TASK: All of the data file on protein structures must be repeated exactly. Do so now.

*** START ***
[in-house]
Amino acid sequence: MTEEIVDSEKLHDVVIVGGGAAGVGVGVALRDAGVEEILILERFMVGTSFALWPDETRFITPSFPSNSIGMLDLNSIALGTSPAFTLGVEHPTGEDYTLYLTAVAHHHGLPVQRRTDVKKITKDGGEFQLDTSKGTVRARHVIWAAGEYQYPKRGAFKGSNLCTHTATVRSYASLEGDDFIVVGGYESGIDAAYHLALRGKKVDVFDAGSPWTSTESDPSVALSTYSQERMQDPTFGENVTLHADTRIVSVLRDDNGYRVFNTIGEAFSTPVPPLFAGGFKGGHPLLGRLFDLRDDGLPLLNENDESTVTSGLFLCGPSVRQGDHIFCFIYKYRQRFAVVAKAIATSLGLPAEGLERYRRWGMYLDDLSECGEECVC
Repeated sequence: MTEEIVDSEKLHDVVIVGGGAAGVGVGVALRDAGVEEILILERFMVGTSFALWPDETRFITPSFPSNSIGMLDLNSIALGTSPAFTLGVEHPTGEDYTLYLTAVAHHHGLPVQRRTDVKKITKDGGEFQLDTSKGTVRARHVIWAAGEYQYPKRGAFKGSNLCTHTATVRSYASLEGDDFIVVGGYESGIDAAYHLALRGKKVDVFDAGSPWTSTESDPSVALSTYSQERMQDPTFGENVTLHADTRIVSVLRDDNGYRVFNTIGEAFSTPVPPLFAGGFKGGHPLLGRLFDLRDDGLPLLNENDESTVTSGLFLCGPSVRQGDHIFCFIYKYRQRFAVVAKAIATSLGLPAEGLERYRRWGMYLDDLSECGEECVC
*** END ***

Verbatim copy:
[in-house]
Amino acid sequence: MTEEIVDSEKLHDVVIVGGGAAGVGVGVALRDAGVEEILILERFMVGTSFALWPDETRFITPSFPSNSIGMLDLNSIALGTSPAFTLGVEHPTGEDYTLYLTAVAHHHGLPVQRRTDVKKITKDGGEFQLDTSKGTVRARHVIWAAGEYQYPKRGAFKGSNLCTHTATVRSYASLEGDDFIVVGGYESGIDAAYHLALRGKKVDVFDAGSPWTSTESDPSVALSTYSQERMQDPTFGENVTLHADTRIVSVLRDDNGYRVFNTIGEAFSTPVPPLFAGGFKGGHPLLGRLFDLRDDGLPLLNENDESTVTSGLFLCGPSVRQGDHIFCFIYKYRQRFAVVAKAIATSLGLPAEGLERYRRWGMYLDDLSECGEECVC
Repeated sequence: MTEEIVDSEKLHDVVIVGGGAAGVGVGVALRDAGVEEILILERFMVGTSFALWPDETRFITPSFPSNSIGMLDLNSIALGTSPAFTLGVEHPTGEDYTLYLTAVAHHHGLPVQRRTDVKKITKDGGEFQLDTSKGTVRARHVIWAAGEYQYPKRGAFKGSNLCTHTATVRSYASLEGDDFIVVGGYESGIDAAYHLALRGKKVDVFDAGSPWTSTESDPSVALSTYSQERMQDPTFGENVTLHADTRIVSVLRDDNGYRVFNTIGEAFSTPVPPLFAGGFKGGHPLLGRLFDLRDDGLPLLNENDESTVTSGLFLCGPSVRQGDHIFCFIYKYRQRFAVVAKAIATSLGLPAEGLERYRRWGMYLDDLSECGEECVC